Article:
In the more traditional model shown in Figure 1, disaster management occurs in stages which follow each other in a sequence. The pre disaster phase comprises prevention , mitigation and preparedness while the post disaster recovery phase focuses on relief/response, recovery and reconstruction/development .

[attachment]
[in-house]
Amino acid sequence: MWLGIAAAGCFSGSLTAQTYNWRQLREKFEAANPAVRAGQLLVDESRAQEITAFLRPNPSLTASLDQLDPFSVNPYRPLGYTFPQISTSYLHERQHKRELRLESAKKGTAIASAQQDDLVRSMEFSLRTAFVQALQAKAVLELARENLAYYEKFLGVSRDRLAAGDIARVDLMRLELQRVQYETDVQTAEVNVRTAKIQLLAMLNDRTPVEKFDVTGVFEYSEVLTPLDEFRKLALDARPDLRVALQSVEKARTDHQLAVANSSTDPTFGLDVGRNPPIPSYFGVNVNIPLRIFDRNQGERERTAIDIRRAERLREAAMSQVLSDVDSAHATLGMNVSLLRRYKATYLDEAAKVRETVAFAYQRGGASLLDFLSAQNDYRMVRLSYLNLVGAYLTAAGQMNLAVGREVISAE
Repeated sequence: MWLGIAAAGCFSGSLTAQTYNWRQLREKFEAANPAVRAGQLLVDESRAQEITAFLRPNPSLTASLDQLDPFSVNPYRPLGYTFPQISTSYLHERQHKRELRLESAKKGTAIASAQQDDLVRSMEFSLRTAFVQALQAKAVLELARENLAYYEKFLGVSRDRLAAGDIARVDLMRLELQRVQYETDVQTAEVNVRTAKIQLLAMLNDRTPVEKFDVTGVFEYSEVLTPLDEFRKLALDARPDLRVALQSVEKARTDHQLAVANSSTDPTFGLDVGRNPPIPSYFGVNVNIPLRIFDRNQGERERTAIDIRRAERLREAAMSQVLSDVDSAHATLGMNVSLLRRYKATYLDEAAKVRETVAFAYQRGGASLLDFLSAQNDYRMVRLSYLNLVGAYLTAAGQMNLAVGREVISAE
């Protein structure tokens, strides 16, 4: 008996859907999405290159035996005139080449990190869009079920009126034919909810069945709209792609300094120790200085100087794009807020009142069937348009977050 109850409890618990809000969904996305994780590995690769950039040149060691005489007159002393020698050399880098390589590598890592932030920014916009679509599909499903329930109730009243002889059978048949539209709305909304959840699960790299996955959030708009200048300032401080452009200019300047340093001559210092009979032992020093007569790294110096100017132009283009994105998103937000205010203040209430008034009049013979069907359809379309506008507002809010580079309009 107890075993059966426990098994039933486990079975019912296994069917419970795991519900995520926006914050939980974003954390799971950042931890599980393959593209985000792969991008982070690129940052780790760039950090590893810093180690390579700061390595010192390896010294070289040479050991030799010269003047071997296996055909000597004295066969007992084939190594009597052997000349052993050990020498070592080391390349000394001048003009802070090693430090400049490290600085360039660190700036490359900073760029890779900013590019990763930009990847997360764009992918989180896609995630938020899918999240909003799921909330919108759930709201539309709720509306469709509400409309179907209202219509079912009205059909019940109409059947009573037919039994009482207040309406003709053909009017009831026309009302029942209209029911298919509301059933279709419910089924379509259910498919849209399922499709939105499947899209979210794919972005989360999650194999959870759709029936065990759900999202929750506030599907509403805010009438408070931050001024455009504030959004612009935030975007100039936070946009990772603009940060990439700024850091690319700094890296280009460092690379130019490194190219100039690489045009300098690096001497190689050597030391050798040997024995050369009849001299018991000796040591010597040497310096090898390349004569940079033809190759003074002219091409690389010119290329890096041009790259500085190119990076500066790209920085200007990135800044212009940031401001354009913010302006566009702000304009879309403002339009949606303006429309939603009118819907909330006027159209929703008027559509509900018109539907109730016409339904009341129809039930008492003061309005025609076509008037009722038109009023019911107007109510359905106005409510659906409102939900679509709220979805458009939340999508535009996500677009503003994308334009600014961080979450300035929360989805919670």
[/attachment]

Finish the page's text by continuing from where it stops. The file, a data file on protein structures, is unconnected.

Sri Lanka did not possess a systematic disaster management program. Before the Tsunami struck Sri Lanka had no pre-disaster risk reduction policies, procedures or action plans on prevention, mitigation and preparedness stages of a disaster management cycle even though several disasters of a lesser magnitude have taken place over the years. As the disaster struck, resources were mobilised for relief and response mainly propelled by many non-government organisations and the public. Government machinery at this stage moved through the CNO. At the second stage through TAFREN, the government quickly framed the rehabilitation phase with a view to reconstruct the devastated areas. However, the movement to reconstruction/rehabilitation stage from the relief stage would take at least 18 months to two years.